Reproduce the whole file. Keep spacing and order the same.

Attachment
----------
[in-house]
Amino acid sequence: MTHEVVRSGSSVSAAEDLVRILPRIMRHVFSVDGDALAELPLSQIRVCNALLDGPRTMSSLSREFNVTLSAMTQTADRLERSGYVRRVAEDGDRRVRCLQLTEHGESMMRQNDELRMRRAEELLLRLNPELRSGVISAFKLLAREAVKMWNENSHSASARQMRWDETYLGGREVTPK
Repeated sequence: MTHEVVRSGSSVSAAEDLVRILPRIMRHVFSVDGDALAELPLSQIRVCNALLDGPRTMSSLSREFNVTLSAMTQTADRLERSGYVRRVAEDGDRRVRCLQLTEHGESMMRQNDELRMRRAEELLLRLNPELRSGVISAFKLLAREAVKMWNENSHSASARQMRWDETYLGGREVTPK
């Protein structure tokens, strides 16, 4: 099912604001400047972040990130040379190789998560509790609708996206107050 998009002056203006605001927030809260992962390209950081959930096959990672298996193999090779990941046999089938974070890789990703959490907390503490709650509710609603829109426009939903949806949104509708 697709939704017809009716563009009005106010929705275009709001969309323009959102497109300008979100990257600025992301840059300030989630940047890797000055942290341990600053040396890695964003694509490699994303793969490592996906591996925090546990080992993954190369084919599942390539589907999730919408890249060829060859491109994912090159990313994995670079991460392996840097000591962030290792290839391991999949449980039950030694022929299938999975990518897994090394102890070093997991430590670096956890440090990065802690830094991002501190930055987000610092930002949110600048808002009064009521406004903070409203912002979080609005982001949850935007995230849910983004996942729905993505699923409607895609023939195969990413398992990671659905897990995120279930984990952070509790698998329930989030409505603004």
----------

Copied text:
[in-house]
Amino acid sequence: MTHEVVRSGSSVSAAEDLVRILPRIMRHVFSVDGDALAELPLSQIRVCNALLDGPRTMSSLSREFNVTLSAMTQTADRLERSGYVRRVAEDGDRRVRCLQLTEHGESMMRQNDELRMRRAEELLLRLNPELRSGVISAFKLLAREAVKMWNENSHSASARQMRWDETYLGGREVTPK
Repeated sequence: MTHEVVRSGSSVSAAEDLVRILPRIMRHVFSVDGDALAELPLSQIRVCNALLDGPRTMSSLSREFNVTLSAMTQTADRLERSGYVRRVAEDGDRRVRCLQLTEHGESMMRQNDELRMRRAEELLLRLNPELRSGVISAFKLLAREAVKMWNENSHSASARQMRWDETYLGGREVTPK
């Protein structure tokens, strides 16, 4: 099912604001400047972040990130040379190789998560509790609708996206107050 998009002056203006605001927030809260992962390209950081959930096959990672298996193999090779990941046999089938974070890789990703959490907390503490709650509710609603829109426009939903949806949104509708 697709939704017809009716563009009005106010929705275009709001969309323009959102497109300008979100990257600025992301840059300030989630940047890797000055942290341990600053040396890695964003694509490699994303793969490592996906591996925090546990080992993954190369084919599942390539589907999730919408890249060829060859491109994912090159990313994995670079991460392996840097000591962030290792290839391991999949449980039950030694022929299938999975990518897994090394102890070093997991430590670096956890440090990065802690830094991002501190930055987000610092930002949110600048808002009064009521406004903070409203912002979080609005982001949850935007995230849910983004996942729905993505699923409607895609023939195969990413398992990671659905897990995120279930984990952070509790698998329930989030409505603004």